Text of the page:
Once you have a general sense of which credit cards to apply for, make sure you’re ready to score them by:
- Having good credit. As you might expect, the best travel rewards cards require good credit. To incorporate credit cards into your travel hacking strategy, you’ll need a score of at least 700. Hopefully, you’re already there or working on it.
- Knowing the application rules. Every bank has its own rules pertaining to credit card approvals. Chase has the infamous 5/24 rule that restricts welcome bonuses if you’ve applied for five or more credit cards in the last 24 months. Amex’s once-per-lifetime restriction means if you’ve earned a welcome bonus for one card, you likely won’t be approved for another. There are many more credit card application rules to be aware of. Knowing them before you hit “apply” improves your chances of being approved for a travel rewards credit card.
- Paying your balance off every month. If you struggle with paying your credit cards off every month, travel hacking with credit cards is probably not for you. That’s because the interest rates on these credit cards are high and will negate any rewards you earn. If you’re not confident you can pay off your balances, you’re better off skipping the credit cards and using alternate methods to earn points and miles.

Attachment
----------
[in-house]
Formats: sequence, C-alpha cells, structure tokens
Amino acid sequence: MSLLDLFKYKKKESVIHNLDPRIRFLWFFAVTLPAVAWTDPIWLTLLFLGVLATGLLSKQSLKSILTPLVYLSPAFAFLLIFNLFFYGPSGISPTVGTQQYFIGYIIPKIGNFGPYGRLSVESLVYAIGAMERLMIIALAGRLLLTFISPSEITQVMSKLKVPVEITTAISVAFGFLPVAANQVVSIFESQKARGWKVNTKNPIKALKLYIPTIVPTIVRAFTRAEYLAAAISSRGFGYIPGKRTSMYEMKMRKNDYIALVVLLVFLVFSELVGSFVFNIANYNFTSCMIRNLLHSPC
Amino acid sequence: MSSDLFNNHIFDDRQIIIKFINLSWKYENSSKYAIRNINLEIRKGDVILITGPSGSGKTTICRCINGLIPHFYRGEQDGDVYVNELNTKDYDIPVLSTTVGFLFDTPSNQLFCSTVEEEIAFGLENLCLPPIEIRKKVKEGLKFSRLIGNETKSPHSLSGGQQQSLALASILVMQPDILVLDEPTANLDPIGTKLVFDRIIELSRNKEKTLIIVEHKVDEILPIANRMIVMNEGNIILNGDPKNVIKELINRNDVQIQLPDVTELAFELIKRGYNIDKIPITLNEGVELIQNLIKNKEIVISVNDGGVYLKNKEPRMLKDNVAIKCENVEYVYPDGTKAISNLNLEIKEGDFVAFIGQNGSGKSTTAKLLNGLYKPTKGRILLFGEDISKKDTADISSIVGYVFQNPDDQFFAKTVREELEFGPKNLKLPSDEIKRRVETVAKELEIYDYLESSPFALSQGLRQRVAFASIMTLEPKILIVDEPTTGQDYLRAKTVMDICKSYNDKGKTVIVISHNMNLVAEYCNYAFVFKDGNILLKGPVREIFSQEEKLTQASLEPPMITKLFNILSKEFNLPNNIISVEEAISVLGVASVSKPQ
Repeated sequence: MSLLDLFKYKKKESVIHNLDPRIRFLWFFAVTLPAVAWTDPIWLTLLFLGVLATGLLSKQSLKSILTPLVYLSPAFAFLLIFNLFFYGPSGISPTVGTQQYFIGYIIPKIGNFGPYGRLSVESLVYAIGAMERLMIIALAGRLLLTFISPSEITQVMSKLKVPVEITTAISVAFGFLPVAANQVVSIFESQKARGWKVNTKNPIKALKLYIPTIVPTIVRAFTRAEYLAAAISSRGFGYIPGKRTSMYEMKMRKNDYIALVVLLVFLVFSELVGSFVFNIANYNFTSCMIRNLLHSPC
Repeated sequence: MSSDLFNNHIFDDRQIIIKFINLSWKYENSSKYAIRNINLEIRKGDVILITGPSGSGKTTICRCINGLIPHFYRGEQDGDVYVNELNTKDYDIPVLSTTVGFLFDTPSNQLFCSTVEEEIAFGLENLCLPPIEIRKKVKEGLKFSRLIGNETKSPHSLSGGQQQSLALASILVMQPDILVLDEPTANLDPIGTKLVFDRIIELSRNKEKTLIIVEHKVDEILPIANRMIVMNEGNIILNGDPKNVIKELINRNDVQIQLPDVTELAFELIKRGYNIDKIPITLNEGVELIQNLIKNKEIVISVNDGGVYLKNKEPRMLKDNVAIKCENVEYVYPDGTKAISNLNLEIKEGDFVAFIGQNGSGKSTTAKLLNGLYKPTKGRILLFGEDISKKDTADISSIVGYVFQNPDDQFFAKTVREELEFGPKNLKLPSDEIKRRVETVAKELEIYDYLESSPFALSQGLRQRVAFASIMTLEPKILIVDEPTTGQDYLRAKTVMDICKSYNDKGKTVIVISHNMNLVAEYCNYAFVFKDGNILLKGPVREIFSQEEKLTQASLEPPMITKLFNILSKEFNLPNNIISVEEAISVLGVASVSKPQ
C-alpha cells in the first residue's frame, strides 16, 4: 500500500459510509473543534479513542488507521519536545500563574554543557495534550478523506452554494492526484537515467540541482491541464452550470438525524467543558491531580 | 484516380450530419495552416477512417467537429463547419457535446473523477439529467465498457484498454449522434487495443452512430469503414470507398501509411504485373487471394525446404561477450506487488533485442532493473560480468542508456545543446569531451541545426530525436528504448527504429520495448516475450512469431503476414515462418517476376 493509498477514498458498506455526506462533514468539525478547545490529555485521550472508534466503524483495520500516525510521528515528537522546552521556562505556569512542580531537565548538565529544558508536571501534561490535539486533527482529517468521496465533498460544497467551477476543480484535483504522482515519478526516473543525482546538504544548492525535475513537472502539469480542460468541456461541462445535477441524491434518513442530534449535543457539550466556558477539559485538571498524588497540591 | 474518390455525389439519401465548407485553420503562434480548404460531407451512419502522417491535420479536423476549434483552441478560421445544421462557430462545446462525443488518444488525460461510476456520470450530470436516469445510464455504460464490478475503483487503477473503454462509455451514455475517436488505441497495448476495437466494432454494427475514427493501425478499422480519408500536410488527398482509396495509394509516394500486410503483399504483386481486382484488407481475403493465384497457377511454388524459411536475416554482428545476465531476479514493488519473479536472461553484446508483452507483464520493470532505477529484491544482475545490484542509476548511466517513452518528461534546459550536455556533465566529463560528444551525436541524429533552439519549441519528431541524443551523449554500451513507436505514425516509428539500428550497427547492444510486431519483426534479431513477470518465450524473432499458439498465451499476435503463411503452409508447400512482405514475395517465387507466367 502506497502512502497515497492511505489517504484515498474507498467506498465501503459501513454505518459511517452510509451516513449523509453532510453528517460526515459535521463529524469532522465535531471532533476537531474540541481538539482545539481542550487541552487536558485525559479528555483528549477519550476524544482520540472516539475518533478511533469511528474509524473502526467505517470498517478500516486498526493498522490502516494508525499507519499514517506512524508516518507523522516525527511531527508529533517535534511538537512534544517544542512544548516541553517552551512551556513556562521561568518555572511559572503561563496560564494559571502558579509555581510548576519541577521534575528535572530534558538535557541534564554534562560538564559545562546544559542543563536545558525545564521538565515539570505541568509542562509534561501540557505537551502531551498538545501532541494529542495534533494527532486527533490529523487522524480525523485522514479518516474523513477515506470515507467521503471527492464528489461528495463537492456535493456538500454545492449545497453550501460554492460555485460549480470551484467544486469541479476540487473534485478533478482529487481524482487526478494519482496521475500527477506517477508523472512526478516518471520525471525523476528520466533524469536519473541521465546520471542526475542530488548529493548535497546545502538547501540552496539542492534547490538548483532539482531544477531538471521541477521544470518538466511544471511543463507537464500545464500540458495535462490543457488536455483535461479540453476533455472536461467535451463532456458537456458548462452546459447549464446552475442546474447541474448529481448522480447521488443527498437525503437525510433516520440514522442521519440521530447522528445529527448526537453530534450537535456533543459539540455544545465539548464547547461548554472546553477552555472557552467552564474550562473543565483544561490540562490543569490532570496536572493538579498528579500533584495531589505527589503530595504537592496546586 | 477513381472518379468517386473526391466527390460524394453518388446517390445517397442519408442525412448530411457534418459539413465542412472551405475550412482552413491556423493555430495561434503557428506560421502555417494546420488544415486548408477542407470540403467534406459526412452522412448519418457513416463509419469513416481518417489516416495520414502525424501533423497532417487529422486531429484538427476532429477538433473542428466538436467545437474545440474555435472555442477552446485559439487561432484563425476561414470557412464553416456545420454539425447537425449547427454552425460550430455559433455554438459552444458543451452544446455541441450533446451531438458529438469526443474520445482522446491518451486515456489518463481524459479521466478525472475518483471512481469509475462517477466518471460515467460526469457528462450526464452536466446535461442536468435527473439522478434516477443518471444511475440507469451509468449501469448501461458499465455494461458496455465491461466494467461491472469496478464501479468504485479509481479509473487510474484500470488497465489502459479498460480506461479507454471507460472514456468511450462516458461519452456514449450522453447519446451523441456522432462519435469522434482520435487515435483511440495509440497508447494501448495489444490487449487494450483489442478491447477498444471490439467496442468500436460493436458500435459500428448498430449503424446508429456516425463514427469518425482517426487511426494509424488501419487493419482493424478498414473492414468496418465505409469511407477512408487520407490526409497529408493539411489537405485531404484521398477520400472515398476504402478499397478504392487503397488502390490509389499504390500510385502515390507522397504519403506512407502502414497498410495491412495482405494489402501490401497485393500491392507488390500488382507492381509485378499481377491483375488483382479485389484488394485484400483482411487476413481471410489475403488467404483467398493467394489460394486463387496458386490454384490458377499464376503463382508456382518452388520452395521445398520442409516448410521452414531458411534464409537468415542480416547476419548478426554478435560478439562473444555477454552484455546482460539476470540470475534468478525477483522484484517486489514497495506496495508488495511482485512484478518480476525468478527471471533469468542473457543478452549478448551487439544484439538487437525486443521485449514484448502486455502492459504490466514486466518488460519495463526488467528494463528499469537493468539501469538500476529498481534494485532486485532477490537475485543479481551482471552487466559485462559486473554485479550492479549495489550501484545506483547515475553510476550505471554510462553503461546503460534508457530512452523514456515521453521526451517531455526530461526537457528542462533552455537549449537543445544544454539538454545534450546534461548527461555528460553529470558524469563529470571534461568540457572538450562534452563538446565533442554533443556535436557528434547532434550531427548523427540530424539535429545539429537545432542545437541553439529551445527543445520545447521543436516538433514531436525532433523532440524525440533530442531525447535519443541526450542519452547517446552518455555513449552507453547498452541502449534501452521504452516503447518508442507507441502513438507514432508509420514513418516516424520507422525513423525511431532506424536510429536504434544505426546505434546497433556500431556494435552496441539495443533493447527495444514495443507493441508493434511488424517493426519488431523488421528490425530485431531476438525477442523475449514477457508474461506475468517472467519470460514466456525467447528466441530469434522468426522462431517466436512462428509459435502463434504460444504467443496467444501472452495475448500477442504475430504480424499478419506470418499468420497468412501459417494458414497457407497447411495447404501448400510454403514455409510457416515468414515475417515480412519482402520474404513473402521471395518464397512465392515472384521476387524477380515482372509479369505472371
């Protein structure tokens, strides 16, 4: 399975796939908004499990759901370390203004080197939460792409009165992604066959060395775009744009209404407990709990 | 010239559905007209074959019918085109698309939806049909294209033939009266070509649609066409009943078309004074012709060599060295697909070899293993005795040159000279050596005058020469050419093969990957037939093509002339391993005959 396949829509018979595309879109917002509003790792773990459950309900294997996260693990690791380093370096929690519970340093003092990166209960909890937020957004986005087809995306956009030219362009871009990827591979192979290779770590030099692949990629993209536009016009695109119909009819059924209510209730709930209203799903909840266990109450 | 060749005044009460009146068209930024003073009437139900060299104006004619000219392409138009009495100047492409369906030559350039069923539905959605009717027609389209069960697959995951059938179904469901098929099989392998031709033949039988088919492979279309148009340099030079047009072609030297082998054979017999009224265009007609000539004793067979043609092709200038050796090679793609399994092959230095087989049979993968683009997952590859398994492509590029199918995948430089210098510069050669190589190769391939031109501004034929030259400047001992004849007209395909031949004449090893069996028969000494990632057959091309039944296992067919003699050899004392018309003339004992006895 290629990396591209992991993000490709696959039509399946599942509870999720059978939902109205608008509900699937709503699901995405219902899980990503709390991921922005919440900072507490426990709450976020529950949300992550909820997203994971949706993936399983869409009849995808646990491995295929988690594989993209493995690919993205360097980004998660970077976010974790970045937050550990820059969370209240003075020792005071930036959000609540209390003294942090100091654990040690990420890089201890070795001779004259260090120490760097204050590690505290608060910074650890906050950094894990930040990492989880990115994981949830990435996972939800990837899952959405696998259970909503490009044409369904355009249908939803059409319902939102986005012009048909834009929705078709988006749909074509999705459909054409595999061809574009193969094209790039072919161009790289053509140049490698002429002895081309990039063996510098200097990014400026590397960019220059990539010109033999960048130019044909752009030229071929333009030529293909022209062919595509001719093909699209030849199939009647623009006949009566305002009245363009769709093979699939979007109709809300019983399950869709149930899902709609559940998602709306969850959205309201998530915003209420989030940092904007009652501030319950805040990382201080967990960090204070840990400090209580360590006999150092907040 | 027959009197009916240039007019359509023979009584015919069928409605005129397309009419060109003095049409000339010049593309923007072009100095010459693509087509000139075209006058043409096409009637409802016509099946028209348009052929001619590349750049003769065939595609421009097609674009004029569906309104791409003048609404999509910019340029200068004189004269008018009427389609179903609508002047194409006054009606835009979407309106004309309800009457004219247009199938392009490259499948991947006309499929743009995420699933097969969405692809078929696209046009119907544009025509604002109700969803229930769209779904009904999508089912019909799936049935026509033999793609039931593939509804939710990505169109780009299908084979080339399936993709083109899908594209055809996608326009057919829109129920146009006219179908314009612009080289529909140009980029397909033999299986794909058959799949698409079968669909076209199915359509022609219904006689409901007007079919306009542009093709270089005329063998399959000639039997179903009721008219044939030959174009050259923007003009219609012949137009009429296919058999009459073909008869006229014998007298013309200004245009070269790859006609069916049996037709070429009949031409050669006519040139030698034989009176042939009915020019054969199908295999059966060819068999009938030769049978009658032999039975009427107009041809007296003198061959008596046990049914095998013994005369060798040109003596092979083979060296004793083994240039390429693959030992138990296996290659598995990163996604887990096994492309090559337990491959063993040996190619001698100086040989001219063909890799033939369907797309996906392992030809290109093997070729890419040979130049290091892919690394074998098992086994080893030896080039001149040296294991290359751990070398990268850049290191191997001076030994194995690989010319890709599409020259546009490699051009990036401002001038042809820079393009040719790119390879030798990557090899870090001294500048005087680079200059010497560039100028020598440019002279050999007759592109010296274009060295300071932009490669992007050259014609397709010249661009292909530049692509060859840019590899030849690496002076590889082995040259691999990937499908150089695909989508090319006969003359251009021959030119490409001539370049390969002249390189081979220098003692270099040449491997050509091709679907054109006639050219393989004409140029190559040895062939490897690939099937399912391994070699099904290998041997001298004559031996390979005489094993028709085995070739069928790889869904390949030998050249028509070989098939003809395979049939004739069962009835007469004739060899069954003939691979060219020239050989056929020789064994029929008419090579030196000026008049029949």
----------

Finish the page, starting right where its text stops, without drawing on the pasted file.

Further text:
Use shopping portals
Shopping portals are the way to go if you want to add another tool to your travel hacking repertoire. Nearly every major loyalty program has a shopping portal you can earn rewards with. You’ll earn at least one extra point per dollar spent, plus the points from your credit card.
The easiest way to ensure you’re earning the most points possible is to use a shopping portal aggregator like Cashback Monitor. Type the name of an online merchant and you’ll get a list of shopping portals alongside their earn rates.
Many shopping portals also offer spend-based bonuses around the holidays and right before the school year starts. These can be pretty lucrative, helping you reach your travel goals faster.
Sign up for dining rewards
Dining reward programs are similar to shopping portals in that they require minimal effort to earn extra points. You can join one of seven airline and three hotel-affiliated dining programs to earn up to 8 additional points per dollar spent.